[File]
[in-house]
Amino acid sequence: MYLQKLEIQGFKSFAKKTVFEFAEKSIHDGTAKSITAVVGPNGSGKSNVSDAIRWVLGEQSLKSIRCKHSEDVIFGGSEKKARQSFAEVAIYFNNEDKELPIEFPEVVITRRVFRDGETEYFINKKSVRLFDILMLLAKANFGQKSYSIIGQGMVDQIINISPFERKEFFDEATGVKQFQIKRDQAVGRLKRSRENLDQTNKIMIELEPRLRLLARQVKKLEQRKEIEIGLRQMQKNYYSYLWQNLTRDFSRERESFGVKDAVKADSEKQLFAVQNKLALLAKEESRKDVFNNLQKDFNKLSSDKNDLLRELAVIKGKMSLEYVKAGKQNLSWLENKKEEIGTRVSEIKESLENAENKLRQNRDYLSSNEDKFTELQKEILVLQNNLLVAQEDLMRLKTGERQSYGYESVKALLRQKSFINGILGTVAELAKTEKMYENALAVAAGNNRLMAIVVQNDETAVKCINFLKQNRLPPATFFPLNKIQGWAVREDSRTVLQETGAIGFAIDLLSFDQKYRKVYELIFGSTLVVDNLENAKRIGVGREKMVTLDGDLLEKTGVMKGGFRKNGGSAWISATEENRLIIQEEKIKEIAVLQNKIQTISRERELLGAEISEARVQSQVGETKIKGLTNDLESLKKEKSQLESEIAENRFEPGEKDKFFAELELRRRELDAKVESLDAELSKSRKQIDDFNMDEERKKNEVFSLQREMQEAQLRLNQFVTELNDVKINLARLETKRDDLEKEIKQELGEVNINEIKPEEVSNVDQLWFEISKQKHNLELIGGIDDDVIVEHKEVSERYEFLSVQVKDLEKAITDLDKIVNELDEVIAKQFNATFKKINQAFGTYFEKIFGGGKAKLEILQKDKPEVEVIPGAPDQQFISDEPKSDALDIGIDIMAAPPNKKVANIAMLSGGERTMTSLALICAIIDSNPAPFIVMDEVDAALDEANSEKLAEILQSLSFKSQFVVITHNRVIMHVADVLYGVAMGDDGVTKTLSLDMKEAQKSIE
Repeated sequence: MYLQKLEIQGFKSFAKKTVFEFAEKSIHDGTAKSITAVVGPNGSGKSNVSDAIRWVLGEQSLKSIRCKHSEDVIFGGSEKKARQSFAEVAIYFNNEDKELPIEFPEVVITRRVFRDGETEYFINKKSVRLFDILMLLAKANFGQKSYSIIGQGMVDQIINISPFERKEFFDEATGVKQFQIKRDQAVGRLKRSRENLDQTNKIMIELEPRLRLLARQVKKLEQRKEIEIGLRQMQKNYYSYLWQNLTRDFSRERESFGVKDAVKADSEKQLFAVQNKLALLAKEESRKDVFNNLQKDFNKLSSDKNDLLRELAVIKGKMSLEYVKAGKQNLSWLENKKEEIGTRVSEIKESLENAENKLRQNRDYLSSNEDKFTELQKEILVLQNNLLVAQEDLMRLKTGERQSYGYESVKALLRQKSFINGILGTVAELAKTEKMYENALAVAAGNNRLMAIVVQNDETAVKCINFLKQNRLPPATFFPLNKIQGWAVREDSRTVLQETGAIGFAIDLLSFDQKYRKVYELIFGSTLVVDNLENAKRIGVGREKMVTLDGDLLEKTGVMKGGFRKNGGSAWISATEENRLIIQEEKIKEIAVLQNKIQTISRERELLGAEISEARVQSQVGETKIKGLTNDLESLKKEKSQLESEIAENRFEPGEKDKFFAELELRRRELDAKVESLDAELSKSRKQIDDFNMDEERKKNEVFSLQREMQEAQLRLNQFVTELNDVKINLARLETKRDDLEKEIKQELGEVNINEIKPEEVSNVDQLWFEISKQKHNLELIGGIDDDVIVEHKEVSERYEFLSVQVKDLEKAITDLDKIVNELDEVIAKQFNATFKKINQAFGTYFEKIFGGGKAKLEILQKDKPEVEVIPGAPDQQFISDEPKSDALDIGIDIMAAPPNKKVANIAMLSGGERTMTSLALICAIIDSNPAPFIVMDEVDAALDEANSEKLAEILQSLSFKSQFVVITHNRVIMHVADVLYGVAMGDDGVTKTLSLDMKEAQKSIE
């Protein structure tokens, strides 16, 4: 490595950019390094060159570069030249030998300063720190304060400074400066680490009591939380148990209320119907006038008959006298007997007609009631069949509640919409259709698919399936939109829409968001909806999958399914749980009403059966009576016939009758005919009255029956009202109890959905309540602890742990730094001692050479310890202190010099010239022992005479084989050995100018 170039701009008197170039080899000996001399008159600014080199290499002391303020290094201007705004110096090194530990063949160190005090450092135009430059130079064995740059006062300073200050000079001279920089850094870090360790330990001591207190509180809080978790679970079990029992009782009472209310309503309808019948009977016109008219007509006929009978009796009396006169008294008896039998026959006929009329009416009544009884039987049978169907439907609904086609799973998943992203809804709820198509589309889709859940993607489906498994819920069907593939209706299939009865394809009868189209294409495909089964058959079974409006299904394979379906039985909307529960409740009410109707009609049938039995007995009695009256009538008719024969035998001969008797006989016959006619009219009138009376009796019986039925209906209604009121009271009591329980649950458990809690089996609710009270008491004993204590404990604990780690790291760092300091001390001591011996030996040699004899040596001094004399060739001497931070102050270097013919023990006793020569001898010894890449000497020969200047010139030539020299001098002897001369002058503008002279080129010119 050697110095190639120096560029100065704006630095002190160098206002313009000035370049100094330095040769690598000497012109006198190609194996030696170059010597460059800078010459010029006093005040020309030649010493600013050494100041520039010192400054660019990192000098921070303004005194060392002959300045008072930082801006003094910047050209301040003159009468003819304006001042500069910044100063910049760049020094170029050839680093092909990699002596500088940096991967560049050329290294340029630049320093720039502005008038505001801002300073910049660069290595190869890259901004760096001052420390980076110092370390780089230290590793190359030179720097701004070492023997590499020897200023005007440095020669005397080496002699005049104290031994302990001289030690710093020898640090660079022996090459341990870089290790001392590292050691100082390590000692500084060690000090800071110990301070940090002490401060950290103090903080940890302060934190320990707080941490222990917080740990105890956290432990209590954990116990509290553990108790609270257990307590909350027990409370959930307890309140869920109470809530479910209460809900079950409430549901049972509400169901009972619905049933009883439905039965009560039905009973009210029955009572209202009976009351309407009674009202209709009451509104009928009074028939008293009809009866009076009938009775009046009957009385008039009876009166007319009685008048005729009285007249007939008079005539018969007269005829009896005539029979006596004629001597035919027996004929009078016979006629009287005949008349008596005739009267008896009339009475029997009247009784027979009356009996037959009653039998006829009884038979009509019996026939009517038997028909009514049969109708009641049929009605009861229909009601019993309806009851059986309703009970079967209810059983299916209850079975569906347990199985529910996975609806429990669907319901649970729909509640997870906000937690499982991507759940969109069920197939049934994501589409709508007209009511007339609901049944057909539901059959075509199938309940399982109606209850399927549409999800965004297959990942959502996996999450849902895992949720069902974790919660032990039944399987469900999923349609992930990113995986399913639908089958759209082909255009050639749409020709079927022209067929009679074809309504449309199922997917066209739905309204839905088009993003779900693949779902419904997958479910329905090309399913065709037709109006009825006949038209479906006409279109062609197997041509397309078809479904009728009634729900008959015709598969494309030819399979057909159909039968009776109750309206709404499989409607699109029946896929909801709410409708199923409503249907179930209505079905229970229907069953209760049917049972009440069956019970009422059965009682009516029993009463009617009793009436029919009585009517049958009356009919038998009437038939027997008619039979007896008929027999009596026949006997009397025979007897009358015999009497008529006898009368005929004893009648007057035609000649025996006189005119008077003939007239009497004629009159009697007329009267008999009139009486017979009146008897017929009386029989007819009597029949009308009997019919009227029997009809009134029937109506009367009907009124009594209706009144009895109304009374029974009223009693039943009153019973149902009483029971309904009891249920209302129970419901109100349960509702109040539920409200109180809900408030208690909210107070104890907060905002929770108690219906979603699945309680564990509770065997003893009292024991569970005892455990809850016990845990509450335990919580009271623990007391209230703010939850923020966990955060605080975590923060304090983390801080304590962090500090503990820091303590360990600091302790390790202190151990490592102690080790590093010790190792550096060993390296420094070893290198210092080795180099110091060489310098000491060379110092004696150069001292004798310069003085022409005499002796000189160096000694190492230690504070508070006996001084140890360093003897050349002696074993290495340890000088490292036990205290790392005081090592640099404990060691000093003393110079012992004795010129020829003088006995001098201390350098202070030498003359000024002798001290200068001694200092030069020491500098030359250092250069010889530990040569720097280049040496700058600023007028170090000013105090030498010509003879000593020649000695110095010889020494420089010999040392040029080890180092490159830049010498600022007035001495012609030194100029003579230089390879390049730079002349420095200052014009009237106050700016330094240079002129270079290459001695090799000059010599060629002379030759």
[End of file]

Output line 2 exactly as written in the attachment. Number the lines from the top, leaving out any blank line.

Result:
Amino acid sequence: MYLQKLEIQGFKSFAKKTVFEFAEKSIHDGTAKSITAVVGPNGSGKSNVSDAIRWVLGEQSLKSIRCKHSEDVIFGGSEKKARQSFAEVAIYFNNEDKELPIEFPEVVITRRVFRDGETEYFINKKSVRLFDILMLLAKANFGQKSYSIIGQGMVDQIINISPFERKEFFDEATGVKQFQIKRDQAVGRLKRSRENLDQTNKIMIELEPRLRLLARQVKKLEQRKEIEIGLRQMQKNYYSYLWQNLTRDFSRERESFGVKDAVKADSEKQLFAVQNKLALLAKEESRKDVFNNLQKDFNKLSSDKNDLLRELAVIKGKMSLEYVKAGKQNLSWLENKKEEIGTRVSEIKESLENAENKLRQNRDYLSSNEDKFTELQKEILVLQNNLLVAQEDLMRLKTGERQSYGYESVKALLRQKSFINGILGTVAELAKTEKMYENALAVAAGNNRLMAIVVQNDETAVKCINFLKQNRLPPATFFPLNKIQGWAVREDSRTVLQETGAIGFAIDLLSFDQKYRKVYELIFGSTLVVDNLENAKRIGVGREKMVTLDGDLLEKTGVMKGGFRKNGGSAWISATEENRLIIQEEKIKEIAVLQNKIQTISRERELLGAEISEARVQSQVGETKIKGLTNDLESLKKEKSQLESEIAENRFEPGEKDKFFAELELRRRELDAKVESLDAELSKSRKQIDDFNMDEERKKNEVFSLQREMQEAQLRLNQFVTELNDVKINLARLETKRDDLEKEIKQELGEVNINEIKPEEVSNVDQLWFEISKQKHNLELIGGIDDDVIVEHKEVSERYEFLSVQVKDLEKAITDLDKIVNELDEVIAKQFNATFKKINQAFGTYFEKIFGGGKAKLEILQKDKPEVEVIPGAPDQQFISDEPKSDALDIGIDIMAAPPNKKVANIAMLSGGERTMTSLALICAIIDSNPAPFIVMDEVDAALDEANSEKLAEILQSLSFKSQFVVITHNRVIMHVADVLYGVAMGDDGVTKTLSLDMKEAQKSIE